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Boylan-Louvre

Alexis Boylan

Assistant Professor in Residence

Email: alexis.boylan@uconn.edu

Office: Beach 420

Phone:860-486-3702

Alexis L. Boylan is Assistant Professor in Residence at the University of Connecticut in the department of Art and Art History and Women’s Studies Program. She received her B.A. in history from Bryn Mawr College and her Ph.D. in art history from Rutgers University. Her research focus is on American art from the colonial to the contemporary periods, with particular emphasis on race and gender.

Boylan is editor of Thomas Kinkade, The Artist in the Mall (Duke University Press, 2011).  Her current book project, entitled Man on the Street: Masculinity, Urbanism, and Ashcan Art concerns the Ashcan circle, race, and urban masculinity. She is also working on a dual biography of Dolly Sloan and Helen Farr Sloan. Boylan has published in Rethinking Marxism and Prospects and has contributed essays to recent museum exhibition catalogues including Seeing the City: John Sloan’s New York (Yale University Press and the Delaware Art Museum, 2007) and Landscape of Slavery: The Plantation in American Art, (University of South Carolina Press and the Gibbes Museum of Art, 2008). Before coming to the University of Connecticut, Boylan taught at the University of Tennessee where she was awarded the Dale G. Cleaver Endowed Professorship Award, given in recognition of research and creative achievements.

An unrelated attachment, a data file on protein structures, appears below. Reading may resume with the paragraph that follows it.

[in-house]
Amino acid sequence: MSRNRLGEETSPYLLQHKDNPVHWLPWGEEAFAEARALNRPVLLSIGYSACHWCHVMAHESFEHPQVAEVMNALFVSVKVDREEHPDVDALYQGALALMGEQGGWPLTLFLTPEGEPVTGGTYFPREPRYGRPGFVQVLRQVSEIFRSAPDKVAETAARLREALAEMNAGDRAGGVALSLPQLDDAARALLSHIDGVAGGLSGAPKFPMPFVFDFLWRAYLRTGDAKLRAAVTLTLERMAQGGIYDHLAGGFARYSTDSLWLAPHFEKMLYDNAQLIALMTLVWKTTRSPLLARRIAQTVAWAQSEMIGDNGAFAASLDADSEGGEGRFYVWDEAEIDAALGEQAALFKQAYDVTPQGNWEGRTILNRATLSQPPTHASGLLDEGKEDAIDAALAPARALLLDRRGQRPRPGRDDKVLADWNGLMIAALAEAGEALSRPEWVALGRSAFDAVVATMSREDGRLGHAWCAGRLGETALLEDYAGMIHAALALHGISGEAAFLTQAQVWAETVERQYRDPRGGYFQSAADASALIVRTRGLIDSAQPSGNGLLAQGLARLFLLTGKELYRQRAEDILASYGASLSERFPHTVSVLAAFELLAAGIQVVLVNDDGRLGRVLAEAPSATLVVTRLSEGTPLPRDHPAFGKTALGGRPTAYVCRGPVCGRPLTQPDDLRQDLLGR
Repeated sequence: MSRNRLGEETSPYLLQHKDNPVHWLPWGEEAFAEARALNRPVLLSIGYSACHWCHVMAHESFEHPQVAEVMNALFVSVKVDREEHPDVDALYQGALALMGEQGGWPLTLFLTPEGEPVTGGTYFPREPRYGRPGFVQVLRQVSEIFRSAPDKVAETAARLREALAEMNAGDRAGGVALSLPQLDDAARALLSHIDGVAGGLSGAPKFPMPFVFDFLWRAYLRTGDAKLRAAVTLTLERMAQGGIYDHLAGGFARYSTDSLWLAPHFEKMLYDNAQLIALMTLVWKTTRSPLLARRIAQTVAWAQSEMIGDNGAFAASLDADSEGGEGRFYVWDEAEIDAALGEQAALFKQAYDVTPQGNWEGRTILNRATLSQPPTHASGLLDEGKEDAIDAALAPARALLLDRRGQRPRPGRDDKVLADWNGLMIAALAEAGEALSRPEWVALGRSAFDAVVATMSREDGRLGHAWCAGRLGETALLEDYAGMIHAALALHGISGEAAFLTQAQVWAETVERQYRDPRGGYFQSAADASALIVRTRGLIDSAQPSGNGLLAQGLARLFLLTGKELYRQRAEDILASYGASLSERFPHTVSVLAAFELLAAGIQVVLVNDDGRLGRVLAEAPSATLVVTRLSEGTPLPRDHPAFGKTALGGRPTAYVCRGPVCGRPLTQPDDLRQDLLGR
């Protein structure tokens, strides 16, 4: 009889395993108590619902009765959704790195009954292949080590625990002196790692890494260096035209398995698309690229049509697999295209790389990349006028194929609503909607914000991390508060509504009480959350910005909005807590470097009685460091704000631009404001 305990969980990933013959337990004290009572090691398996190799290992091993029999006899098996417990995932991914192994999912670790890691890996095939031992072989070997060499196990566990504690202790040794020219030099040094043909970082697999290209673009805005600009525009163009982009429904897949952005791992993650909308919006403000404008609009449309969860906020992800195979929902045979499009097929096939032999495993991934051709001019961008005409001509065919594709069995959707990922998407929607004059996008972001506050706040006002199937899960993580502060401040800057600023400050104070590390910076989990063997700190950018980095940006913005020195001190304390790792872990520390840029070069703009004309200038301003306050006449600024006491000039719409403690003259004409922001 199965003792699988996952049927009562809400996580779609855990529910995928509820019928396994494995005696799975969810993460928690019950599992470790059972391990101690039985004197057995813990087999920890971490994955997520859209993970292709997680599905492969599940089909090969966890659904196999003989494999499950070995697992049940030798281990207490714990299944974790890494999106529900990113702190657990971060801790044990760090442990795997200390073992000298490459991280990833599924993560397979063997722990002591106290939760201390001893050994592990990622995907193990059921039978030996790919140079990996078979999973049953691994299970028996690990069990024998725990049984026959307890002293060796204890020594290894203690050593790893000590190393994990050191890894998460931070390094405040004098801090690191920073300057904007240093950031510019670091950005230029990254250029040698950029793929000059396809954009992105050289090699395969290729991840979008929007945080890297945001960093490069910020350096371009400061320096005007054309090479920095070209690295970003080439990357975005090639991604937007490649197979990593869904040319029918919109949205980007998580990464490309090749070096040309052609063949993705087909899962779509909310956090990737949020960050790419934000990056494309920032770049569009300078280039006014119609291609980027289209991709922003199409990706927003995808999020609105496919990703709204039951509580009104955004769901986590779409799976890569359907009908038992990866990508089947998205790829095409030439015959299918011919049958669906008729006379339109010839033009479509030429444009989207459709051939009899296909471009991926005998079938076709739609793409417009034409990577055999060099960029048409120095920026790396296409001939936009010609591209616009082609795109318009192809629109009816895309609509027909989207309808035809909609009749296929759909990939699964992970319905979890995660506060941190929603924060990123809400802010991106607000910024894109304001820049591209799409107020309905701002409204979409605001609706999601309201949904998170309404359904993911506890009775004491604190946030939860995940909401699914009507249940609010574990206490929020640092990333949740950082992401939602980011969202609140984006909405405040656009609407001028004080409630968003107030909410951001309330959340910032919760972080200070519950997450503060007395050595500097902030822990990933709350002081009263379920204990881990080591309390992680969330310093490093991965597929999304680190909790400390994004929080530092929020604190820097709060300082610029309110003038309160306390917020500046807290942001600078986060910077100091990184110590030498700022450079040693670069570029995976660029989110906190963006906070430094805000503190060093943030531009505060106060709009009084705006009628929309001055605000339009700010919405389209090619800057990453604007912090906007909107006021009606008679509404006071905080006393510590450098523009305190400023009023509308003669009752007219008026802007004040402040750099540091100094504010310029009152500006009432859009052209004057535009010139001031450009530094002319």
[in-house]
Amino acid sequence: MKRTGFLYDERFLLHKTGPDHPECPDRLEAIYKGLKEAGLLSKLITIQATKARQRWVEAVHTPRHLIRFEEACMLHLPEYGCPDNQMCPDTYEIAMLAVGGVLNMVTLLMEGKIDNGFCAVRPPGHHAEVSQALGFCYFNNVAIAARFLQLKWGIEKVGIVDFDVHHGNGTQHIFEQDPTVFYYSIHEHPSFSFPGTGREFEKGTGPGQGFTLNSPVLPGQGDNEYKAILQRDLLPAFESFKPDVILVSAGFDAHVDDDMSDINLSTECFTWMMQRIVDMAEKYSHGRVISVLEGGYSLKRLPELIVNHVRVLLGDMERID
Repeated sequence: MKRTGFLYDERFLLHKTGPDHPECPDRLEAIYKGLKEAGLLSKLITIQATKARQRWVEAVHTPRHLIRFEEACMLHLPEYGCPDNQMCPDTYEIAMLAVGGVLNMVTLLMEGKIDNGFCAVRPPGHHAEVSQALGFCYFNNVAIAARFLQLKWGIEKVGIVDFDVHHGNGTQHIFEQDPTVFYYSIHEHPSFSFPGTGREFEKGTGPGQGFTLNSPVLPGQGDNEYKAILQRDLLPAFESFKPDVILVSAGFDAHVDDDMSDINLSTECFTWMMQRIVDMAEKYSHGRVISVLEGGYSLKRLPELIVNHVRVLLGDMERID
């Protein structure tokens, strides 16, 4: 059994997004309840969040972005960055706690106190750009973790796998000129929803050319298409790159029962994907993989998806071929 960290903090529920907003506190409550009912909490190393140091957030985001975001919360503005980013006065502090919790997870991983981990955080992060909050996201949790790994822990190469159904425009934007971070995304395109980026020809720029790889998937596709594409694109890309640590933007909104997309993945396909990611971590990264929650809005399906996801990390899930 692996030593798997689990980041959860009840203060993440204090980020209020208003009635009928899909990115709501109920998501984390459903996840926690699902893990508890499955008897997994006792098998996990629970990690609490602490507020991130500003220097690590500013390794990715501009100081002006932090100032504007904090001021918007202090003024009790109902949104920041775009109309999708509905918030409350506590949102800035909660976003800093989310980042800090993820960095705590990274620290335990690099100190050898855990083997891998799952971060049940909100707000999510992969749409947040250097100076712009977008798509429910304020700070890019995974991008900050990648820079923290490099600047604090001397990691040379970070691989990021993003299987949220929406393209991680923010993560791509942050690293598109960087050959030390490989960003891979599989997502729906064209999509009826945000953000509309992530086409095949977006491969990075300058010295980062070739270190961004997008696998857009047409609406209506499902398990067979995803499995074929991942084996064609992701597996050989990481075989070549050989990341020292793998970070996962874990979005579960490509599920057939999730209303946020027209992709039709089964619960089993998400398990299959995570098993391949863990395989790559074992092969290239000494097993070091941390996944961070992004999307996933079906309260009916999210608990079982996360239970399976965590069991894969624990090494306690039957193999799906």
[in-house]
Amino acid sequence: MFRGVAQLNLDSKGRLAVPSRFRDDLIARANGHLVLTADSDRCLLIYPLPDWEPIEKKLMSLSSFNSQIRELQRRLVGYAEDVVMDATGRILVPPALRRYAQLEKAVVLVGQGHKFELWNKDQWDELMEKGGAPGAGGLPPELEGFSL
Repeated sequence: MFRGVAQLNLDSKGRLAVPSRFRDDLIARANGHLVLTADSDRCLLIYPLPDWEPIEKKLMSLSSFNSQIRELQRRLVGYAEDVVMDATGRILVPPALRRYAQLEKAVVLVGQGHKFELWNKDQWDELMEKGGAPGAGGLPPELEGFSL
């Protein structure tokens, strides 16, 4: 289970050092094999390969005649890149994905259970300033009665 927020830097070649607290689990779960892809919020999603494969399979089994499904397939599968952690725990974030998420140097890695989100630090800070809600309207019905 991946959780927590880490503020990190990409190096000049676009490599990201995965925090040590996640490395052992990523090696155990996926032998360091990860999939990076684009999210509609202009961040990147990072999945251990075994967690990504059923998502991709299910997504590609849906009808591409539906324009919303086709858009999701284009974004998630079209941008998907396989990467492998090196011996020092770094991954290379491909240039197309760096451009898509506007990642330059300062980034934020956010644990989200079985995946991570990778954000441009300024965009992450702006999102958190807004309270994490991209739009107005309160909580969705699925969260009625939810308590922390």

Thomas Kinkade: The Artist in the Mall (Duke University Press, 2011).

While many art-world and academic critics have dismissed Thomas Kinkade, one of the most-collected artists in the U.S., as a passing fad or marketing phenomenon, the contributors to this collection do not. Instead, they explore his work and its impact on contemporary art as part of the broader history of American visual culture.

“At last, a thoughtful book on Thomas Kinkade. This is much more than a case of visual studies replacing art history with social and economic analyses: the contributors wrestle with value, quality, irony, self-reflexivity, aesthetics, taste, complexity, class, religion, nostalgia, and kitsch. Despite what several authors argue or hope, this excellent book implies Kinkade is very much a part of contemporary fine art: he troubles the discourses of art history, art theory, and visual studies in just the way an exemplary artist should.”—James Elkins, author of On the Strange Place of Religion in Contemporary Art

For more information, and to order the book directly from Duke University Press, please visit http://www.dukeupress.edu/Catalog/ViewProduct.php?productid=13924